Jersey City & Friends of Loew’s come to terms on theatre renovation, new management plan

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The City of Jersey City and the Friends of Loew’s have come to terms on how to renovate the historic Journal Square theatre and find new management, with a request for proposals set to be issued by the Jersey City Redevelopment Agency in short order for a six-week time frame.

At press conference inside the theatre this afternoon, officials announced that the city is accepting proposals for the redevelopment, operation and management of the Loew’s, in fusion with FOL.

The goal is to not only satisfy the objectives of the theatre’s Redevelopment Plan, but also align with the administration’s overall commitment to stimulating reinvestment in the city. 

“The pandemic is not going to slow the city down, and after 6 years of stalled progress and litigation we are excited to finally have a positive plan in conjunction with FOL. We will now restore the theatre and find a partner that can bring world class talent on a regular basis to Jersey City,” Mayor Steven Fulop said.

“This is a significant step for Journal Square and the entire city.”

During the question and answer session with the media, Fulop said he expected the renovation to take two years and that the city council would vote on a vender following approval from the JCRA.

The renovation is projected to cost nearly $40 million, with the city incorporating alternative financing such as historic tax credits, contributions from local developers, along with other financing sources.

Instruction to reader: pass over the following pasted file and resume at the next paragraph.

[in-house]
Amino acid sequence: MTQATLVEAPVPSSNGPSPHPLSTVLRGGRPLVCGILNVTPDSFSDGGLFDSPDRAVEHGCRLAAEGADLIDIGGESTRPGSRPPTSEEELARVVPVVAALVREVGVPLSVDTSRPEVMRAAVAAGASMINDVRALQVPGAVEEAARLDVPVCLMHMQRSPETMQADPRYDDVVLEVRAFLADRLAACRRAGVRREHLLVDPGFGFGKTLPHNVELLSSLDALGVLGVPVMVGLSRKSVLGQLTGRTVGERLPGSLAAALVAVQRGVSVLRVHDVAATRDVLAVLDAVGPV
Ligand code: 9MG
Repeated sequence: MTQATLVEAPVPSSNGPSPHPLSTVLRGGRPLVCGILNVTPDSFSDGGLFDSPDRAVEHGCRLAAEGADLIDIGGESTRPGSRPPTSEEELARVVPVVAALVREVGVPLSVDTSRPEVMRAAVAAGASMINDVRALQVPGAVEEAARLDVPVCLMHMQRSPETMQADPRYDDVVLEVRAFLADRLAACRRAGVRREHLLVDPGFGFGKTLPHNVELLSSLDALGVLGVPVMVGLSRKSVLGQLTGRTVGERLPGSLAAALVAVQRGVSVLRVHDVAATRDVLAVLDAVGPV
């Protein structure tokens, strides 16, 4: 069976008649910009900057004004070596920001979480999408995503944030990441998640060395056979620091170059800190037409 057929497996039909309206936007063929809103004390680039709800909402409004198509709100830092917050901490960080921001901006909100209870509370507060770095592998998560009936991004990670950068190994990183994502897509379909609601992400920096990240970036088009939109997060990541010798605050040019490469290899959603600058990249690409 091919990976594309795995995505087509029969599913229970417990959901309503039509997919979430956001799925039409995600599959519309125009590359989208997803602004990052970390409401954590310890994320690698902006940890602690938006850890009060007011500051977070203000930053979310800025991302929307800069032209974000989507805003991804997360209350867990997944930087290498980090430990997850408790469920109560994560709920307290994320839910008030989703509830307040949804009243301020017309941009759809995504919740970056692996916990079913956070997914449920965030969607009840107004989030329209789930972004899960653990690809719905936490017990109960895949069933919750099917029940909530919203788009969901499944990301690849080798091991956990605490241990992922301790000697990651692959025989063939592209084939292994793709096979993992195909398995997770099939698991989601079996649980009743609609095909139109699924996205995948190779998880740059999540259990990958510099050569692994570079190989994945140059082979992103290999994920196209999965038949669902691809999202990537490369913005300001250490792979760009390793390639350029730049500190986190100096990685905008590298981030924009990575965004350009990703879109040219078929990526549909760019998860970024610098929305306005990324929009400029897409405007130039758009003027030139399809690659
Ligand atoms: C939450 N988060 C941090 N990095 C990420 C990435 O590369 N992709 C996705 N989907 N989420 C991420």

While the Loew’s Jersey is in operable condition and is currently open in a limited capacity, it does require additional restoration and renovation to allow for full occupancy, improvement and modernization of production capabilities to expand the number and scale of productions, and increased patron comfort.

Ultimately, the city’s vision is to expand the operation of the Loew’s as a cultural and entertainment venue in which major commercial programming is presented regularly, while maintaining and growing the diverse additional affordable programming.

Concepts mentioned during the press briefing included local arts, theatrical, dance, multi-cultural, educational, film, comedy shows, and community-related shows, events, and activities.

The RFP seeks to find a commercial promoter and venue operator to partner in programming the Loew’s and bring a regular schedule of major national and international acts that will add to the diverse arts, community, and film shows already presented by FOL.

Colin Egan, a founder of Friends of the Loew’s, established in 1987 to preserve and reopen the Loew’s, and as its director he has been in charge of FOL’s programming since.

“I think we can create a practical partnership between FOL as a dynamic, community-based arts organization, and a major commercial promoter/venue operator so we can create something more expansive, successful, and contributory to our community than would be possible by either alone,” Egan said.